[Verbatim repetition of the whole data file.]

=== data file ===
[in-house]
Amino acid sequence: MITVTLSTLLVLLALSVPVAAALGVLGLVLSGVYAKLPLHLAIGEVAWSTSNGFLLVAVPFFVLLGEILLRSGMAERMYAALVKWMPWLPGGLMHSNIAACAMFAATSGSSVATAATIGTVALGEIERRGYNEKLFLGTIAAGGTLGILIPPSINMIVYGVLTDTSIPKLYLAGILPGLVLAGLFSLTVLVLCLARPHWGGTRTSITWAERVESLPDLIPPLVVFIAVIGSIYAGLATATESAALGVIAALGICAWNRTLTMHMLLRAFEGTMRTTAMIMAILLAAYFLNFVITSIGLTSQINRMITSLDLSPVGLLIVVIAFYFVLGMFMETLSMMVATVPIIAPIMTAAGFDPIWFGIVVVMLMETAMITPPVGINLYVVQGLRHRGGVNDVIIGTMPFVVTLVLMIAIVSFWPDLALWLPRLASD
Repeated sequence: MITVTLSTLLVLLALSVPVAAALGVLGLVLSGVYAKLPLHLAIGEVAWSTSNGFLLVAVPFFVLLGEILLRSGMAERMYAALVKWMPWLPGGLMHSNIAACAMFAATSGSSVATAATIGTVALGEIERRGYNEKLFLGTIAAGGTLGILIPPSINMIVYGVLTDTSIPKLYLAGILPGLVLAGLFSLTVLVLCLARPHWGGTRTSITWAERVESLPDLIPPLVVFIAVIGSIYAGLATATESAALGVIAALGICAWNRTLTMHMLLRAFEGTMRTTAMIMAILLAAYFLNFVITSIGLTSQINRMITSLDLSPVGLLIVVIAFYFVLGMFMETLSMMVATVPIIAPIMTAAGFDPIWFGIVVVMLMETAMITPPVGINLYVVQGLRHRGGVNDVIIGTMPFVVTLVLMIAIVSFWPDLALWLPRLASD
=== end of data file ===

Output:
[in-house]
Amino acid sequence: MITVTLSTLLVLLALSVPVAAALGVLGLVLSGVYAKLPLHLAIGEVAWSTSNGFLLVAVPFFVLLGEILLRSGMAERMYAALVKWMPWLPGGLMHSNIAACAMFAATSGSSVATAATIGTVALGEIERRGYNEKLFLGTIAAGGTLGILIPPSINMIVYGVLTDTSIPKLYLAGILPGLVLAGLFSLTVLVLCLARPHWGGTRTSITWAERVESLPDLIPPLVVFIAVIGSIYAGLATATESAALGVIAALGICAWNRTLTMHMLLRAFEGTMRTTAMIMAILLAAYFLNFVITSIGLTSQINRMITSLDLSPVGLLIVVIAFYFVLGMFMETLSMMVATVPIIAPIMTAAGFDPIWFGIVVVMLMETAMITPPVGINLYVVQGLRHRGGVNDVIIGTMPFVVTLVLMIAIVSFWPDLALWLPRLASD
Repeated sequence: MITVTLSTLLVLLALSVPVAAALGVLGLVLSGVYAKLPLHLAIGEVAWSTSNGFLLVAVPFFVLLGEILLRSGMAERMYAALVKWMPWLPGGLMHSNIAACAMFAATSGSSVATAATIGTVALGEIERRGYNEKLFLGTIAAGGTLGILIPPSINMIVYGVLTDTSIPKLYLAGILPGLVLAGLFSLTVLVLCLARPHWGGTRTSITWAERVESLPDLIPPLVVFIAVIGSIYAGLATATESAALGVIAALGICAWNRTLTMHMLLRAFEGTMRTTAMIMAILLAAYFLNFVITSIGLTSQINRMITSLDLSPVGLLIVVIAFYFVLGMFMETLSMMVATVPIIAPIMTAAGFDPIWFGIVVVMLMETAMITPPVGINLYVVQGLRHRGGVNDVIIGTMPFVVTLVLMIAIVSFWPDLALWLPRLASD